Stories Rabbi Groner Told: A collection of stories when the Rebbe gave advice for medical conditions, including one involving Rebbetzin Chaya Mushka.
Stories Rabbi Groner Told: The following stories were related by the Rebbe’s mazkir Rabbi Leibel Groner at a Yud Beis Tammuz farbrengen in 770 – Ramat Shlomo, Yerushalaim. They were transcribed and translated into English by Rabbi Mendel Moscowitz of Chicago, IL.
Special thanks to Rabbi Moscowitz for providing the stories, and to Rabbi Yossi Groner of Charlotte, NC, for reviewing the stories for accuracy.
Rabbi Groner recounted:
One time, a couple and their 4-year-old son came to the Rebbe. The mother told the Rebbe that from the time her son was born, he never spoke a word. They went to a whole host of doctors, but the results were fruitless.
The Rebbe instructed the mother to draw the child close to the Rebbe. The Rebbe said to the boy, “Repeat after me. Shema.” and the boy said “Shema.” “Yisroel,” and the boy said “Yisroel,” etc.
The Rebbe then turned to the parents and said, “What do you mean he doesn’t talk – he just recited the entire first verse of ‘Shema!’”
The mother’s eyes welled up with tears. “Rebbe,” she cried, “this is the first time we ever heard a word from him!”
The Rebbe said, “Take your son home. It will be a gradual process. First, he’ll say some selected words, then complete sentences, then paragraphs, and eventually he’ll speak like an average child.”
A month later, the mother called me up and told me, “It happened just as the Rebbe said it would. It’s a month later, and he’s talking like a normal child!”
A child had difficulty with his feet, and the orthopedic doctor who examined him said that he didn’t think the child would ever be able to stand. So the family came to the Rebbe for a bracha.
[The following can be seen on video.]
The Rebbe took a dollar, put it in the hand of the child, pointed at the child and said, “You will be well!”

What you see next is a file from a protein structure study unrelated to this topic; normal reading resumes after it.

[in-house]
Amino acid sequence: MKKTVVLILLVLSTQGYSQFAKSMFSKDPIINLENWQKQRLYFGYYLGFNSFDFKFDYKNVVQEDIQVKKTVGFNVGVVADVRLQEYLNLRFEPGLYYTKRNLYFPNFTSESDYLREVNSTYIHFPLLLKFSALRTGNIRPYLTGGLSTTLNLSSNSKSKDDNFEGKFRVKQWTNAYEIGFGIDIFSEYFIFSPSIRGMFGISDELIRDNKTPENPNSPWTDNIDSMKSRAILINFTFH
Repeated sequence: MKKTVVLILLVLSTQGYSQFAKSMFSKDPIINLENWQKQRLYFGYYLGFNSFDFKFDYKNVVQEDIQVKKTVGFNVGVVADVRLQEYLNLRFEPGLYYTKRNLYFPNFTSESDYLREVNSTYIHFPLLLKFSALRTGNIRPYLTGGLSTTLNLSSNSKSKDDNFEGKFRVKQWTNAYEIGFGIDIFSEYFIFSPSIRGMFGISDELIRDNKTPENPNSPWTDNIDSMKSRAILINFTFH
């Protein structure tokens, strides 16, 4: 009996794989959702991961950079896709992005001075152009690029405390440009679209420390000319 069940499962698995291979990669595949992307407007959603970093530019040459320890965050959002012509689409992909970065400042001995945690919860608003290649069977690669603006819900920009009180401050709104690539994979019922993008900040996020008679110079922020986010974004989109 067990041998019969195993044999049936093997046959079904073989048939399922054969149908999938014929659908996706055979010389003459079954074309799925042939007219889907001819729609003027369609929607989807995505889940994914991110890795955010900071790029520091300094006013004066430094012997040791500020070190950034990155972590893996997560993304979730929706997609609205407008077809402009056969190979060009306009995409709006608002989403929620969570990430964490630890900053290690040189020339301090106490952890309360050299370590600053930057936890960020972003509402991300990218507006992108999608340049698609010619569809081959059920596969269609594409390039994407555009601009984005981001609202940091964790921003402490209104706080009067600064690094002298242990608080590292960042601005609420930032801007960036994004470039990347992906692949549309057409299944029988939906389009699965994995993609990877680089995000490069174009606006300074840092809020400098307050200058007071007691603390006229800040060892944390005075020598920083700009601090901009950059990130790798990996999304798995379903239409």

The next day, when the parents walked into the child’s room to take him out of his crib, they noticed the child standing and grasping onto the crib rails. The mother laid the boy down in his crib and left the room. A few minutes later, the mother reentered the room and the boy was once again holding onto the railing while standing.
She took him out of the crib and stood him on the floor, to see if he could stand – and he did! Then, while holding his hand, she said, “Take a step!” He took one step, then another, then another, while holding on. The next day, he took steps on his own. A few days later, he began to run.
A month later, they took the boy back to the orthopedic doctor to demonstrate how he could run. The doctor said, “This is not the same boy. You switched him with another.” The parents insisted it was him, and they explained that he was able to walk thanks to a blessing of the Lubavitcher Rebbe.
“Oh, the Rebbe gave a bracha? In that case, I am not at all surprised. I am aware of quite a few individuals who have benefited from the Rebbe’s brachos.”
The Rebbetzin related the following story to Rabbi Groner:
There’s a family in New York that is related to us. My husband, the Rebbe, was mekarev them by allowing them to have yechidus, and in more recent years, when that option was not possible, by seeing them on Sunday for dollars.
Once, I received a phone call that the mother of the family was dangerously ill, and the doctors insisted on performing an operation. My relatives wanted me to ask the Rebbe for his approval. The Rebbe said absolutely not.